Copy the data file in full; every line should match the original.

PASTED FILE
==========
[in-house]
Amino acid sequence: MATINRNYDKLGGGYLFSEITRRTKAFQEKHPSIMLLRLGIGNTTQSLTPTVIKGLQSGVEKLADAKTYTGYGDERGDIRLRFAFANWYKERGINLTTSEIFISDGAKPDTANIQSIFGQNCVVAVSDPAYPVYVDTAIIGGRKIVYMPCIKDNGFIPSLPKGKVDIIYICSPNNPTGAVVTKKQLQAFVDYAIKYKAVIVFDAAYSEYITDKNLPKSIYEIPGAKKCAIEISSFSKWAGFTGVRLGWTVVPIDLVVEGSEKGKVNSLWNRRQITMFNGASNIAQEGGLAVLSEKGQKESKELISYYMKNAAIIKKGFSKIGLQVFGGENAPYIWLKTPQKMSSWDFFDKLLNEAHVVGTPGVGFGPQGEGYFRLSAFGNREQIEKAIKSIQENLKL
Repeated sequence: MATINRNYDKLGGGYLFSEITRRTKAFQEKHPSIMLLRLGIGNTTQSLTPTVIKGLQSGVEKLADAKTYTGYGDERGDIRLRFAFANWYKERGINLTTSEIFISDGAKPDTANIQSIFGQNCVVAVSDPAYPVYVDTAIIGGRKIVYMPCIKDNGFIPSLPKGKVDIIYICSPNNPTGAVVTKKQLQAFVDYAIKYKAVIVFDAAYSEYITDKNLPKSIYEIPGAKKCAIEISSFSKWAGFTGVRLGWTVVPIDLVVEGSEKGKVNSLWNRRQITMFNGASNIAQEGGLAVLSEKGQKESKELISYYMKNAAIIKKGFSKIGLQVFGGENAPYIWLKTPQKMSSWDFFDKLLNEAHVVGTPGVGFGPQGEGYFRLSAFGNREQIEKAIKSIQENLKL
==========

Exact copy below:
[in-house]
Amino acid sequence: MATINRNYDKLGGGYLFSEITRRTKAFQEKHPSIMLLRLGIGNTTQSLTPTVIKGLQSGVEKLADAKTYTGYGDERGDIRLRFAFANWYKERGINLTTSEIFISDGAKPDTANIQSIFGQNCVVAVSDPAYPVYVDTAIIGGRKIVYMPCIKDNGFIPSLPKGKVDIIYICSPNNPTGAVVTKKQLQAFVDYAIKYKAVIVFDAAYSEYITDKNLPKSIYEIPGAKKCAIEISSFSKWAGFTGVRLGWTVVPIDLVVEGSEKGKVNSLWNRRQITMFNGASNIAQEGGLAVLSEKGQKESKELISYYMKNAAIIKKGFSKIGLQVFGGENAPYIWLKTPQKMSSWDFFDKLLNEAHVVGTPGVGFGPQGEGYFRLSAFGNREQIEKAIKSIQENLKL
Repeated sequence: MATINRNYDKLGGGYLFSEITRRTKAFQEKHPSIMLLRLGIGNTTQSLTPTVIKGLQSGVEKLADAKTYTGYGDERGDIRLRFAFANWYKERGINLTTSEIFISDGAKPDTANIQSIFGQNCVVAVSDPAYPVYVDTAIIGGRKIVYMPCIKDNGFIPSLPKGKVDIIYICSPNNPTGAVVTKKQLQAFVDYAIKYKAVIVFDAAYSEYITDKNLPKSIYEIPGAKKCAIEISSFSKWAGFTGVRLGWTVVPIDLVVEGSEKGKVNSLWNRRQITMFNGASNIAQEGGLAVLSEKGQKESKELISYYMKNAAIIKKGFSKIGLQVFGGENAPYIWLKTPQKMSSWDFFDKLLNEAHVVGTPGVGFGPQGEGYFRLSAFGNREQIEKAIKSIQENLKL